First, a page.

I woke to find the house filling
with tears, running under the bedroom
door, sloshing along the baseboard
and rising above the bed frame,
like one of those screwball
movies where the bathroom
fills with water until a fall guy
opens the door. But no one did,
and we all cried until the house
filled up like an aquarium
where we never quite got the hang
of breathing through gills.
The house was empty, like a pond
drained of water, the last fish
gulping in a drying slough,
and I didn't know until I didn't see
the furniture that wasn't there
how lonely I would be.
The bloom of a match as I lit
a candle in my darkened room
froze her face and hand
for an instant in a blossom of light.
At midnight I sat under a light brighter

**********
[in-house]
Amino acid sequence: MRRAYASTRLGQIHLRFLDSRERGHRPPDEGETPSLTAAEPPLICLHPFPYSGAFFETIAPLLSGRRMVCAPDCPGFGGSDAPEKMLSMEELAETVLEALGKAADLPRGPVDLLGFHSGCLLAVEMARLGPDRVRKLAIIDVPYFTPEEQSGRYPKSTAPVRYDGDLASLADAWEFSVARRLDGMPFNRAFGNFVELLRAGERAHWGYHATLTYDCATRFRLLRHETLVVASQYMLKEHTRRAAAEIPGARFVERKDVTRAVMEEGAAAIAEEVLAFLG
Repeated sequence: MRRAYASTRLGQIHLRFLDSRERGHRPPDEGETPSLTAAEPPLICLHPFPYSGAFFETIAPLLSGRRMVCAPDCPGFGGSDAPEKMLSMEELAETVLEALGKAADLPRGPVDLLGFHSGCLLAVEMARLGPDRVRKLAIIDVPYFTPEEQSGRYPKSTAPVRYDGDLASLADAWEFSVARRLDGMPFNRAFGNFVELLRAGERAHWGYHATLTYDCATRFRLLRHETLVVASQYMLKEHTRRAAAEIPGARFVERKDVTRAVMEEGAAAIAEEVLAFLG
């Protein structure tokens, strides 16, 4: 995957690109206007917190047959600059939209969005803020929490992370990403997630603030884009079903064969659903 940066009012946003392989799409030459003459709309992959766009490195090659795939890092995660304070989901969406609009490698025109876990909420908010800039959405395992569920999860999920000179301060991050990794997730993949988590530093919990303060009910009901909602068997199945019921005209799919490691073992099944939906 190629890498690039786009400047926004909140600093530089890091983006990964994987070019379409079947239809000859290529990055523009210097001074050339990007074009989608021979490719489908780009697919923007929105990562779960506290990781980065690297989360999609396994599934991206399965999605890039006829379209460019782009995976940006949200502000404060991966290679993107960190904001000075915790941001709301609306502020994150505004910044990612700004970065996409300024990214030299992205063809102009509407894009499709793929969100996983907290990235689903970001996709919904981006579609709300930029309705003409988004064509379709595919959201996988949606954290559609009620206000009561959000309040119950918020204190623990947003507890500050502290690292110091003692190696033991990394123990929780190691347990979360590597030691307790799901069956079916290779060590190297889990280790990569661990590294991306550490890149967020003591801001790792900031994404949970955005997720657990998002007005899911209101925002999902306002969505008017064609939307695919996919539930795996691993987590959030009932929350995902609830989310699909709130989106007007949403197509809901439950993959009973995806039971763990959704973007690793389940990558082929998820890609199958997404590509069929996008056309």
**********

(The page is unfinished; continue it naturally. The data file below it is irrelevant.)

than it had ever been, so bright
it seemed to push down on me, push me lower
into the chair, push my head deeper
and deeper into my hands, until I had to escape,
and in her quiet dark bedroom
I could still smell her shampoo.
I looked for her where they said she'd be
to try to find her one more time,
to say, say something, good-bye,
but love was useless, and what was in that box
was not her, a drying sediment
and not the great gentle river that she was.
Still, she is a worm in my heart,
winding through and through,
nuzzling the living chambers,
holding the walls together.